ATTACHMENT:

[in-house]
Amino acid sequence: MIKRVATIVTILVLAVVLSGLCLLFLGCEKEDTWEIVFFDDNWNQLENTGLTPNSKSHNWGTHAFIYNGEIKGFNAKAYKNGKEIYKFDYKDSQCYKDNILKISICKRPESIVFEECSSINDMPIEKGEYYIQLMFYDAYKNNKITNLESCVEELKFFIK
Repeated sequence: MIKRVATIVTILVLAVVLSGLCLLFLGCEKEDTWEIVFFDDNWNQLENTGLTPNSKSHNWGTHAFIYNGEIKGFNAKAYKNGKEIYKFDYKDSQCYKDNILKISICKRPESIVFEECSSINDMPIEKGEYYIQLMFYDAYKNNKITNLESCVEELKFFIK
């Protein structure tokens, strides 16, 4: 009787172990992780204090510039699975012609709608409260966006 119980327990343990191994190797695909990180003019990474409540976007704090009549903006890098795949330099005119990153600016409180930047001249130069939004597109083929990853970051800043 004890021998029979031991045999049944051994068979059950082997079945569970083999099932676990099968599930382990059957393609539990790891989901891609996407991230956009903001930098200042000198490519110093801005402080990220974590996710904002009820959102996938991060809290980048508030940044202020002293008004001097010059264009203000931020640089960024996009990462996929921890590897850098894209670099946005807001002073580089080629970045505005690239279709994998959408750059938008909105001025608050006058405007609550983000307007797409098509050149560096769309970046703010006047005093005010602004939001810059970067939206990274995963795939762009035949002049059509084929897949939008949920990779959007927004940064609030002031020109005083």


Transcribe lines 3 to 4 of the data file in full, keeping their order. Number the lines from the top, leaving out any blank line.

Repeated sequence: MIKRVATIVTILVLAVVLSGLCLLFLGCEKEDTWEIVFFDDNWNQLENTGLTPNSKSHNWGTHAFIYNGEIKGFNAKAYKNGKEIYKFDYKDSQCYKDNILKISICKRPESIVFEECSSINDMPIEKGEYYIQLMFYDAYKNNKITNLESCVEELKFFIK
């Protein structure tokens, strides 16, 4: 009787172990992780204090510039699975012609709608409260966006 119980327990343990191994190797695909990180003019990474409540976007704090009549903006890098795949330099005119990153600016409180930047001249130069939004597109083929990853970051800043 004890021998029979031991045999049944051994068979059950082997079945569970083999099932676990099968599930382990059957393609539990790891989901891609996407991230956009903001930098200042000198490519110093801005402080990220974590996710904002009820959102996938991060809290980048508030940044202020002293008004001097010059264009203000931020640089960024996009990462996929921890590897850098894209670099946005807001002073580089080629970045505005690239279709994998959408750059938008909105001025608050006058405007609550983000307007797409098509050149560096769309970046703010006047005093005010602004939001810059970067939206990274995963795939762009035949002049059509084929897949939008949920990779959007927004940064609030002031020109005083």